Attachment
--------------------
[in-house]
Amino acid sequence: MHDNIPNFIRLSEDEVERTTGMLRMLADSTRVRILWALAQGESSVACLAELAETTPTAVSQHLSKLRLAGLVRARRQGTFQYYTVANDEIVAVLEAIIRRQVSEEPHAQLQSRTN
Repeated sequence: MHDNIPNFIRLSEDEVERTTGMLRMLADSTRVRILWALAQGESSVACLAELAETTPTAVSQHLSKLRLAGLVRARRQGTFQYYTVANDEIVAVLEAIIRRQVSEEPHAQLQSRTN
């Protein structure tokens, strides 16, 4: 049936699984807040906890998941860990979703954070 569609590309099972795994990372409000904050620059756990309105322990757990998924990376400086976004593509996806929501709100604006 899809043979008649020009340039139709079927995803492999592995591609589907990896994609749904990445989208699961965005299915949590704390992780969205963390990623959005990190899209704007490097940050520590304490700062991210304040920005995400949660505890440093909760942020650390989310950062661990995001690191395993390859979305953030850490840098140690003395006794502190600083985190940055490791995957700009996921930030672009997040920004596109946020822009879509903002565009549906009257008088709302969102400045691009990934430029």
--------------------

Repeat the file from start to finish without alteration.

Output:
[in-house]
Amino acid sequence: MHDNIPNFIRLSEDEVERTTGMLRMLADSTRVRILWALAQGESSVACLAELAETTPTAVSQHLSKLRLAGLVRARRQGTFQYYTVANDEIVAVLEAIIRRQVSEEPHAQLQSRTN
Repeated sequence: MHDNIPNFIRLSEDEVERTTGMLRMLADSTRVRILWALAQGESSVACLAELAETTPTAVSQHLSKLRLAGLVRARRQGTFQYYTVANDEIVAVLEAIIRRQVSEEPHAQLQSRTN
């Protein structure tokens, strides 16, 4: 049936699984807040906890998941860990979703954070 569609590309099972795994990372409000904050620059756990309105322990757990998924990376400086976004593509996806929501709100604006 899809043979008649020009340039139709079927995803492999592995591609589907990896994609749904990445989208699961965005299915949590704390992780969205963390990623959005990190899209704007490097940050520590304490700062991210304040920005995400949660505890440093909760942020650390989310950062661990995001690191395993390859979305953030850490840098140690003395006794502190600083985190940055490791995957700009996921930030672009997040920004596109946020822009879509903002565009549906009257008088709302969102400045691009990934430029």